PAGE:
Creat Region of Interest mask in IMAQ image

I have been working on using a USB webcam as a research tool to observe the heart beat of a Daphina (water flea) these days. Since LabVIEW 2009 IMAQdx is available for 3rd party USB cameras, no extra USB driver is required. So I used the old but classic webcam Philips SPC 900NC to build a Daphnia observation system. I may talk more about this later.

To cut a long story short, I tried to process only the Region of Interest (ROI) of the grabbed image rather than the whole one. This can make the analysis easier. Since this USB webcam does not support ROI imaging, we cannot set XY pixels on it.   I tried to google the solution and found creating a mask or, a pseudo ROI, can block the unwanted image. I programmed an example for blocking the unwanted image by selecting ROI on the image:

For some unknown reason I cannot create snippet from this VI, so I save the screenshot instead.
In this example three memories were created to store the original image, the mask and the modified image. If an ROI is selected (FALSE case), firstly convert the ROI info to a mask, and then mask the source image with the mask image. If no ROI is selected (TRUE case), the destination image is linked to the source image.

Note that:1. The property node “ROI” is created by right clicking the “image” indicator in the block diagram and selecting “Create>Property Node>ROI”.
2. The image type of the “Mask” must be Grayscale U8. The original and the changed images can be any image type.
3. It is masking the image rather than ROI imaging. So it will NOT increase the frame rate nor decrease the image size. All black regions are filled with 255 by default.

Hope this example can be helpful. Let me know if you have any problem or are interested in controlling conventional USB webcams with LabVIEW IMAQdx.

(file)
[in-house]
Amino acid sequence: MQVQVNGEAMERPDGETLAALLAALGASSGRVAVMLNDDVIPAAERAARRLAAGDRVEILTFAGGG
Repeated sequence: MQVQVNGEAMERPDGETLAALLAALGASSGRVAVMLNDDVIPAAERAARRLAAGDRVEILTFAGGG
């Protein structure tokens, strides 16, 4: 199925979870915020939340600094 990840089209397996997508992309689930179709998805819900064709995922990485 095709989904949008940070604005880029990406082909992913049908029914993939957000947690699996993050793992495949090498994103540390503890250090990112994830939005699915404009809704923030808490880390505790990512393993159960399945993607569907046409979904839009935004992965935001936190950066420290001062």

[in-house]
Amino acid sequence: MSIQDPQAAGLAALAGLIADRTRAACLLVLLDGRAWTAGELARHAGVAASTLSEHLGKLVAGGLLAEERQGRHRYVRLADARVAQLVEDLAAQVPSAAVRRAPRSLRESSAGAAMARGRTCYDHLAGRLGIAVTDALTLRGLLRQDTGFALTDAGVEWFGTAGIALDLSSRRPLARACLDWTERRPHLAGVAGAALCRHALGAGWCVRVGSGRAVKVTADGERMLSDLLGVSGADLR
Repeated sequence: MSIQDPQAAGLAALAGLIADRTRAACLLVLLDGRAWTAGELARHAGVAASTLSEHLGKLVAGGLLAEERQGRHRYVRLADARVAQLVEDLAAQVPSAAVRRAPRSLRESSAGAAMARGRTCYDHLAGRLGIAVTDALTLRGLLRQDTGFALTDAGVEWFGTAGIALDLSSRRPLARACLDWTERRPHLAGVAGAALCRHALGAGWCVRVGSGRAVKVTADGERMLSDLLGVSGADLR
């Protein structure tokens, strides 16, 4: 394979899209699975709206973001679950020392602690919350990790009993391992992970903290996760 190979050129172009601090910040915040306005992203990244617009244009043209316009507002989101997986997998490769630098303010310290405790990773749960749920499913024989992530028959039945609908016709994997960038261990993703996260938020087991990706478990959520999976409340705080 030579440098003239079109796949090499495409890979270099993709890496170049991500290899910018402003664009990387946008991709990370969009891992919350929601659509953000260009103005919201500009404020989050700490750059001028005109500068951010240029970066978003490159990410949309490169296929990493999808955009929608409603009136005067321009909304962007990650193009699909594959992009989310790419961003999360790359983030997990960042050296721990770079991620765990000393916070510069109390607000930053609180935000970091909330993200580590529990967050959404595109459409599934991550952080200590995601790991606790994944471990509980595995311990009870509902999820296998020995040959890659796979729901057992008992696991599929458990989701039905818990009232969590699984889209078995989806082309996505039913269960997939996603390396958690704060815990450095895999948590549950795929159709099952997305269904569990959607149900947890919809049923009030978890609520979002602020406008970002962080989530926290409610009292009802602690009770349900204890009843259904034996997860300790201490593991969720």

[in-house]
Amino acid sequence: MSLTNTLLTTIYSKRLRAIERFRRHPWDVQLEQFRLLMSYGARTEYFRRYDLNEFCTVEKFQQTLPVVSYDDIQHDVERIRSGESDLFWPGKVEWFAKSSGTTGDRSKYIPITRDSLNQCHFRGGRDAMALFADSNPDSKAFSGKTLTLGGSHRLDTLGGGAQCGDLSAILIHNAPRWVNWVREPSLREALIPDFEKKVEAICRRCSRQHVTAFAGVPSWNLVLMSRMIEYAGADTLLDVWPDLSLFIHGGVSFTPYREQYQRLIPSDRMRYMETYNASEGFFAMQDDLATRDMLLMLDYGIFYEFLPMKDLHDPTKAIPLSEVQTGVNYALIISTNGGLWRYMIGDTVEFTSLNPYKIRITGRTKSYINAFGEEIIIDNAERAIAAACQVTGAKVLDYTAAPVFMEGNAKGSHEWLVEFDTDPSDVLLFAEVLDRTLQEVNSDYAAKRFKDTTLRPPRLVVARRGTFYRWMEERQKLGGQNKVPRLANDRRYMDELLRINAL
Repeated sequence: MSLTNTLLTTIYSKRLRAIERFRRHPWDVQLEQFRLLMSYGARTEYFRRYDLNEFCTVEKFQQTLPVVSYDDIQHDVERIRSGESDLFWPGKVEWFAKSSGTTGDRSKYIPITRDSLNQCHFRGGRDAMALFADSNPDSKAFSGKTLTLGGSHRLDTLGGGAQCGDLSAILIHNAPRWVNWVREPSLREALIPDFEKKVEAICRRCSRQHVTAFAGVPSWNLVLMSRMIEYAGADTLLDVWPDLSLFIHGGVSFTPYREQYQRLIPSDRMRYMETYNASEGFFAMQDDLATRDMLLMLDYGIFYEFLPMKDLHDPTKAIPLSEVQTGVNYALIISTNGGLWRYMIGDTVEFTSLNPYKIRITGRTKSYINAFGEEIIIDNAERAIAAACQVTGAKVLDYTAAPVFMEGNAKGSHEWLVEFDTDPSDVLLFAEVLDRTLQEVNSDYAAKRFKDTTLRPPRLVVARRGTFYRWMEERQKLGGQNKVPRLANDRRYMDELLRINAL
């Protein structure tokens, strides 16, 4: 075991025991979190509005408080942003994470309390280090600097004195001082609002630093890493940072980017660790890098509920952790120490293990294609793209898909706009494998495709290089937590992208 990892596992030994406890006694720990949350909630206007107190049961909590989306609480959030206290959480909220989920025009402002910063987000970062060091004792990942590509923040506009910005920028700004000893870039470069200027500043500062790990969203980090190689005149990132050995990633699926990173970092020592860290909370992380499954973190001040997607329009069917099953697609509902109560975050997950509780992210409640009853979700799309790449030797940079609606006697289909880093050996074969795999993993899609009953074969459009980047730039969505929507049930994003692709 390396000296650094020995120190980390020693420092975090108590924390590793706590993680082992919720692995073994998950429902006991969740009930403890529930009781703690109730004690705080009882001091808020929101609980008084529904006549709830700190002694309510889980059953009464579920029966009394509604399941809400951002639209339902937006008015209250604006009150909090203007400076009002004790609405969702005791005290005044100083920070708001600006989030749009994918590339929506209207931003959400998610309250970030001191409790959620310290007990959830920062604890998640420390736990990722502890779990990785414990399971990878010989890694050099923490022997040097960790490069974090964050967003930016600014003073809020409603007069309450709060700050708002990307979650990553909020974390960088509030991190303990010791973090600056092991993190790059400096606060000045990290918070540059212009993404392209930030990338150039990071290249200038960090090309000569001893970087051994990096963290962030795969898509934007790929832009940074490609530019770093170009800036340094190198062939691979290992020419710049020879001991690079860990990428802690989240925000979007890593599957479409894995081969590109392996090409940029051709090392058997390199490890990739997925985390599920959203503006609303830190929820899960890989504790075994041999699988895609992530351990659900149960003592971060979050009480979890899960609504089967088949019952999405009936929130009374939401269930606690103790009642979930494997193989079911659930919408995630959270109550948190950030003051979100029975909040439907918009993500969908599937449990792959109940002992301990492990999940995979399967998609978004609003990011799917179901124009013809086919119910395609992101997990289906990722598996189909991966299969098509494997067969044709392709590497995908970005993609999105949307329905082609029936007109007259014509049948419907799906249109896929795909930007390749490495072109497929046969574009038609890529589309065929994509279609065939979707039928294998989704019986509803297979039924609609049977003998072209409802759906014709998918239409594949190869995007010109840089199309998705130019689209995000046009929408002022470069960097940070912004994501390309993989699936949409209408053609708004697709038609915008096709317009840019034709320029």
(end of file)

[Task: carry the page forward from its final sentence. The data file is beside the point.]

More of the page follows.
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8 thoughts on “Creat Region of Interest mask in IMAQ image”

  1. Hi I’ve got a suggestion for you, IMAQ programs can be a little hard to write from scratch at first, usually what I do is just write a simple script in Vision Assistant, then convert that script into LabVIEW code. Or if you’re not interested in the code and just want the function the work, you can add a Vision Assistant Express VI to your code. Cheers.

    1. Hi John, Thanks for the suggestion. Yes the Vision Assistant looks much more straightforward to hand on. I started from some example usually but I will try this idea next time. Cheers.

  2. Another suggestion: Use IMAQ Extract in the end to crop the image (depending on the shape of your ROI, use a global rectangle or tetragon) – that way you only apply the algorithm to smaller parts. Sure, extraction/masking takes time, but for computationally expensive algorithms it helps.
    IMAQ Dispose has a (True) if you want to dispose of all pics (in the very end), but you need to be careful with that one.
    Grayscale U8 is the standard type for Imaq create. You don’t need to wire it.
    I don’t quite get the loop , but you’re probably using it for some algorithm. I would use shift registers for the errors/merge them earlier for better readability.

    Greetings from someone who does this kind of stuff for a living (and I’m also interested in cheap/open source cameras), I’ll RSS your blog/feel free to mail me..;-),
    Birgit

    1. Thanks for your suggestion, Birgit. The loop was used to test if I can select ROI on the front panel and transform it to a cropped picture. Agree with all your words. Cheers.

  3. Hey there, I am working on a project where I need to find the pulp area of second premolar from X-ray images, I have different x-ray images and therefore I want to have a varying region of Interest. How can I build a program/template to find the area of second premolar?

    1. Hi Shubham,

      So do you want to manually select the regions of interest (ROI) or do it automatically? LabVIEW IMAQ module allows you to manually select the ROI by using the mouse to click and drag. If it is the first case, try to copy my code in this post and see if it works.

      But if you want the computer to select it for you then it is more on Machine Vision. You need to “train” your computer the right pattern and then it can look for the right region. The second way will be much more complicated.

      Let me know if more question.

      Cheers,
      Bo

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